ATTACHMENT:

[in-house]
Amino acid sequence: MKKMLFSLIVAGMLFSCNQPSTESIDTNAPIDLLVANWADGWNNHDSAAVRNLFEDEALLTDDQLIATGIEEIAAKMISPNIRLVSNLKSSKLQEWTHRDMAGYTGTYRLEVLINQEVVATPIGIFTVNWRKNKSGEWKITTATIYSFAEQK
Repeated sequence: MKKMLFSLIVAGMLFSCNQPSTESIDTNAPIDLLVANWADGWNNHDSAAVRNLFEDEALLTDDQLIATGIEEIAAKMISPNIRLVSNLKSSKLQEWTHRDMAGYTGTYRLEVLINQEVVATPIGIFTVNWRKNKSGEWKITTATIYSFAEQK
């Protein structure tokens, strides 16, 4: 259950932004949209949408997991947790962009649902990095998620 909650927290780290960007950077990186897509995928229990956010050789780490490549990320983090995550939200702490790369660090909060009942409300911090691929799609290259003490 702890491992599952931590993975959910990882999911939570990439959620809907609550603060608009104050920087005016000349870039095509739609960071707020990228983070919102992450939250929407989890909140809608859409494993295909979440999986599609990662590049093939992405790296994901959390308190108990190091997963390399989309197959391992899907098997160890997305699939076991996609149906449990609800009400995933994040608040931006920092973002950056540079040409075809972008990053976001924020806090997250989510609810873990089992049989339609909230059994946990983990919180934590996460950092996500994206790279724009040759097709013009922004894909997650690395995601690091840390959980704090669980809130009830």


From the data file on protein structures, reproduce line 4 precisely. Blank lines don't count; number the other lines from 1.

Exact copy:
């Protein structure tokens, strides 16, 4: 259950932004949209949408997991947790962009649902990095998620 909650927290780290960007950077990186897509995928229990956010050789780490490549990320983090995550939200702490790369660090909060009942409300911090691929799609290259003490 702890491992599952931590993975959910990882999911939570990439959620809907609550603060608009104050920087005016000349870039095509739609960071707020990228983070919102992450939250929407989890909140809608859409494993295909979440999986599609990662590049093939992405790296994901959390308190108990190091997963390399989309197959391992899907098997160890997305699939076991996609149906449990609800009400995933994040608040931006920092973002950056540079040409075809972008990053976001924020806090997250989510609810873990089992049989339609909230059994946990983990919180934590996460950092996500994206790279724009040759097709013009922004894909997650690395995601690091840390959980704090669980809130009830």